We are now able to have worship in person! Please join us at 8 AM or 9:30 AM, for Holy Eucharist Rite I (8 am) and Holy Eucharist Rite II (9:30 am) service each Sunday, as well as online at Facebook Live, at the link below:
The online Facebook service is about 45-50 minutes in length, followed by a Zoom coffee hour.
Please join us for worship and fellowship!
For any seasonal liturgies, please see the home page.
Contact email@example.com with questions about accessing our worship services through Facebook, or joining our virtual (Zoom) coffee hour after Sunday prayer.
This second Sunday after the Feast of the Epiphany also is considered “ordinary time”, just like after the Feast of the Pentecost, primarily because we are back to counting time. However, the stories after the Epiphany have in common a focus on dramatic manifestations of God’s power. On this particular Sunday, the commonality among the lessons is this dramatic manifestation of God’s power regardless of what state of affairs in which we find ourselves. The dramatic manifestations find a home firmly in our very human situations. This Sunday’s Gospel is familiar to almost everyone, even though it appears only in the Gospel of John, and even though we only hear it read in church every three years. I think the familiarity is there because it is in the social fabric of our wider culture… who hasn’t heard of turning water into wine? Our human situation, although it has much room…Read Full Sermon
Today on this first Sunday after the Epiphany, we commemorate the Baptism of our Lord, the Gospel story we just heard. We are in year C of the lectionary and so most of the Gospel readings will come from Luke’s Gospel. Granted, pretty much every Christmas Eve we hear Jesus’s birth story as told by Luke. This year we have also heard the birth narrative of John the Baptist, and the Advent readings contain John out in the wilderness baptizing people for the forgiveness of their sins. Actually, from the beginning of the liturgical year at Advent 1, we have been back and forth in the first few chapters of Luke. This back and forth that our lectionary does among the first few chapters of Luke is a tad ironic particularly since the opening lines from the Gospel according to Luke read, “Since many have undertaken to set down an…Read Full Sermon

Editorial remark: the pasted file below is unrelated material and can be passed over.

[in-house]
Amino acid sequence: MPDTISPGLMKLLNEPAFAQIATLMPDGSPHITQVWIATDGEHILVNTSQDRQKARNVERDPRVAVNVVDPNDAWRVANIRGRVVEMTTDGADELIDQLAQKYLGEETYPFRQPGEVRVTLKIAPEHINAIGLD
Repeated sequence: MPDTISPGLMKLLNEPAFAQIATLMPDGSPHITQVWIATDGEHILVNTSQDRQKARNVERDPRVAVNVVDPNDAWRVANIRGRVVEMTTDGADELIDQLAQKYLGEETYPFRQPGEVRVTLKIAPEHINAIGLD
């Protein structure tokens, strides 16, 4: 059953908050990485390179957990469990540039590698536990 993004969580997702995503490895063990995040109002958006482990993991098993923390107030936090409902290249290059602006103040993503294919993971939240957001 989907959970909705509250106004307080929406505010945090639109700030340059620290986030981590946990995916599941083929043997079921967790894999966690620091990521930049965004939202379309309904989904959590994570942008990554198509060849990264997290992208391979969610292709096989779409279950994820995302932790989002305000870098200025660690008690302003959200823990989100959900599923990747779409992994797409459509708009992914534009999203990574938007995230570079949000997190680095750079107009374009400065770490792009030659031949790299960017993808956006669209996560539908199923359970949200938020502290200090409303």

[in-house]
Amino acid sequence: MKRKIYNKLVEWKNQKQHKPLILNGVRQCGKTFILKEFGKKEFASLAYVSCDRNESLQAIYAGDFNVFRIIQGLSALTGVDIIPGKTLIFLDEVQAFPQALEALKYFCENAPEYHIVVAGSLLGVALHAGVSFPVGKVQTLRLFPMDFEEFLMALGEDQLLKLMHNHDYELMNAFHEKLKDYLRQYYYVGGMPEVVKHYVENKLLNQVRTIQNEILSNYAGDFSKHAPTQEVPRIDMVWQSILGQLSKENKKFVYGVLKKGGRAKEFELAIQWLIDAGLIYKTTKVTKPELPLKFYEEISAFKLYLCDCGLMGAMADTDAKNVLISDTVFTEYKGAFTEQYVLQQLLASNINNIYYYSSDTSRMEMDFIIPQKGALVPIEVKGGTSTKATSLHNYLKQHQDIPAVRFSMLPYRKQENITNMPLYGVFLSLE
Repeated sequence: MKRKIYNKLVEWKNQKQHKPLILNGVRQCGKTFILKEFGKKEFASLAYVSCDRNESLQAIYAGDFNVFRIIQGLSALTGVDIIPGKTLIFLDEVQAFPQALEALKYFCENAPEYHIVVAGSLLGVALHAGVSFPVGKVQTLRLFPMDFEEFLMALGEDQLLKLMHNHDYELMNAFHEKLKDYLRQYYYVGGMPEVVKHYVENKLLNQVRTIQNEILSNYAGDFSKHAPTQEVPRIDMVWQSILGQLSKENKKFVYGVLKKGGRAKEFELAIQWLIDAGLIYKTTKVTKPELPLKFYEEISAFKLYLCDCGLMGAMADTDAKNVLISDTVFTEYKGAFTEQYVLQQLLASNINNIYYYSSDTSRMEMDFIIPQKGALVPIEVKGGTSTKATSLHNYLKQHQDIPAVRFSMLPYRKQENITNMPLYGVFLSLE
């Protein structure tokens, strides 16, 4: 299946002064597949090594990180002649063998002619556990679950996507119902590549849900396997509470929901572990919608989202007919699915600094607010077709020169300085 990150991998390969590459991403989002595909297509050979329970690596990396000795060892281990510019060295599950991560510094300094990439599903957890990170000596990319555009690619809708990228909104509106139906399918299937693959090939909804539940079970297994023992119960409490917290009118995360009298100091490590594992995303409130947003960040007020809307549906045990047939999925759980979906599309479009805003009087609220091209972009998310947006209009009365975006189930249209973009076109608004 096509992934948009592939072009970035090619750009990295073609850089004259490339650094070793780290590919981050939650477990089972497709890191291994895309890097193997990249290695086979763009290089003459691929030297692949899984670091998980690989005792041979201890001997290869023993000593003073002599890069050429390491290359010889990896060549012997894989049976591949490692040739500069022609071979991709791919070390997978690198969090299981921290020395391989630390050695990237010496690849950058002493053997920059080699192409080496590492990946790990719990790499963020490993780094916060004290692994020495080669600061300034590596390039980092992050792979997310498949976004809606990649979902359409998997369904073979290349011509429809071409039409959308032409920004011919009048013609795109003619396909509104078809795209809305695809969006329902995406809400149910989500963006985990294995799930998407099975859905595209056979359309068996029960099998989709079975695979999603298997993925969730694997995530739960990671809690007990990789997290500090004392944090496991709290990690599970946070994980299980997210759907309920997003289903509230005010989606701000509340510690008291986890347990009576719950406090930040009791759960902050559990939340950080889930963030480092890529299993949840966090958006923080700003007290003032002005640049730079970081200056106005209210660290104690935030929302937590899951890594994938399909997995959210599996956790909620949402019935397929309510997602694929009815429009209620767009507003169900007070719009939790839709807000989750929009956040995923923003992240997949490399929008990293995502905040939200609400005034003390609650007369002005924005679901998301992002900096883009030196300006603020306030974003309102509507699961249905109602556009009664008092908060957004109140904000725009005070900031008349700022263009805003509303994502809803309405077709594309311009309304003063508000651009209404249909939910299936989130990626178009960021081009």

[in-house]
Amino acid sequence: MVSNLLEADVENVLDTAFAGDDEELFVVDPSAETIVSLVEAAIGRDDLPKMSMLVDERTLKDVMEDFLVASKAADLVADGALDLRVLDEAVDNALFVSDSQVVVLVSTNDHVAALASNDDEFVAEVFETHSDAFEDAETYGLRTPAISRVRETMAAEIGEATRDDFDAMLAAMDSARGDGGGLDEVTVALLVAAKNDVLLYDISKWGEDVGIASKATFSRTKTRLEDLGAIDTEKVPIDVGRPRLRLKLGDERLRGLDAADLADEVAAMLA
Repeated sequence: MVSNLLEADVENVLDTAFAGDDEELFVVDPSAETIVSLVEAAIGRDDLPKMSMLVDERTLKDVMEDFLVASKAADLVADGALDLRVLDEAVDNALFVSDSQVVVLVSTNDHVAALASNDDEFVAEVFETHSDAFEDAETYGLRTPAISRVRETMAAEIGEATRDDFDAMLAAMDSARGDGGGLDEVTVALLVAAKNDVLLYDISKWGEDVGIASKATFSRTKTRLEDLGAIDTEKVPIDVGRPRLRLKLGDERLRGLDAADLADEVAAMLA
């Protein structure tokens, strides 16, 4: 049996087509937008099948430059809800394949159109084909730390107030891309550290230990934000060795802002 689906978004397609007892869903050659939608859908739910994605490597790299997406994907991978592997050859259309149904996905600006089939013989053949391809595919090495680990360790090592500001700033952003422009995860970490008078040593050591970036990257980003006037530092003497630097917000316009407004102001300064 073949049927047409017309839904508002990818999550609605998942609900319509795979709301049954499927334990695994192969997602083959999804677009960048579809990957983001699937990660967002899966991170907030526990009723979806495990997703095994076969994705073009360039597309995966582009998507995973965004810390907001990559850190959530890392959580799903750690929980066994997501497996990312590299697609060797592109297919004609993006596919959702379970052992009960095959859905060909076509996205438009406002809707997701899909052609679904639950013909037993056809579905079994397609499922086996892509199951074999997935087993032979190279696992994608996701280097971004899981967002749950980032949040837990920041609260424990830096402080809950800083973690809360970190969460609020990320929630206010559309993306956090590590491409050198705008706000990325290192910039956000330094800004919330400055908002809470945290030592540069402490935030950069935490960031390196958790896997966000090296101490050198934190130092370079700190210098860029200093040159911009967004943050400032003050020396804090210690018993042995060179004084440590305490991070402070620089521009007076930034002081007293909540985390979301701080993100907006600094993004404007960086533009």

We don’t think much of it now. Our popular culture is fixated on Christmas and Easter as the two most important days of the Christian calendar. In some sense, this has spilled over to our religious observances too, so that even though Epiphany is considered a principal feast, most people do not know much about Epiphany. And for popular culture, it is totally about Christmas, it is Christmas that matters, much more so than Easter. Christmas presents have really nothing to do with the birth of our Savior. And yes, there is a cultural-religious history that united the winter solstice celebrations with Christmas, and that may explain part of the massive exchange of presents, but it really has a life of its own. This may be your first Epiphany service in quite some time or ever, and that is okay. However, Epiphany became a celebrated holiday even before Christmas did.…Read Full Sermon
Merry Christmas! On Friday night and Saturday, we celebrated Christmas with Luke’s version of the birth of Jesus. Those here on a Sunday two days after Christmas Eve almost by definition constitute a well-seasoned, biblically literate crowd and so most know what follows. And even if you aren’t biblically literate, you always get a “bye” at Christmas in terms of Biblical knowledge. Thus most of us know that Luke has the story of Mary with child and Joseph traveling to a stable and a manger, and the shepherds who are visited by an angel and come to see the Christ child. The Gospel Matthew has the wisemen or magi come to visit. Mark, of course, doesn’t have a birth story, but instead starts Jesus’ story with his ministry from the time of his baptism with John the Baptist. And for this Sunday we have the beginning of John’s Gospel. One…Read Full Sermon
This past Monday night, the 20th, my section for Sacred Ground met on Zoom. All day before the meeting, I kept saying, “ugh, I have Sacred Ground at 6:30.” Please understand that this is entirely atypical for me to complain about this meeting. Four meetings out of ten into this program and the videos, the readings, the discussion that has ensued have all been amazing. Each of us has learned so much more than what we were ever taught about the history of our nation and its history of white supremacy and resulting genocide of the native people and oppression of anyone not white. However, the topic for our Monday meeting was one of the hardest and it seemed incongruous with the spirit of Christmas. We covered the trans-Atlantic slave trade. We had two people absent from our normal group, people traveling over the holidays, but even with our 6-7…Read Full Sermon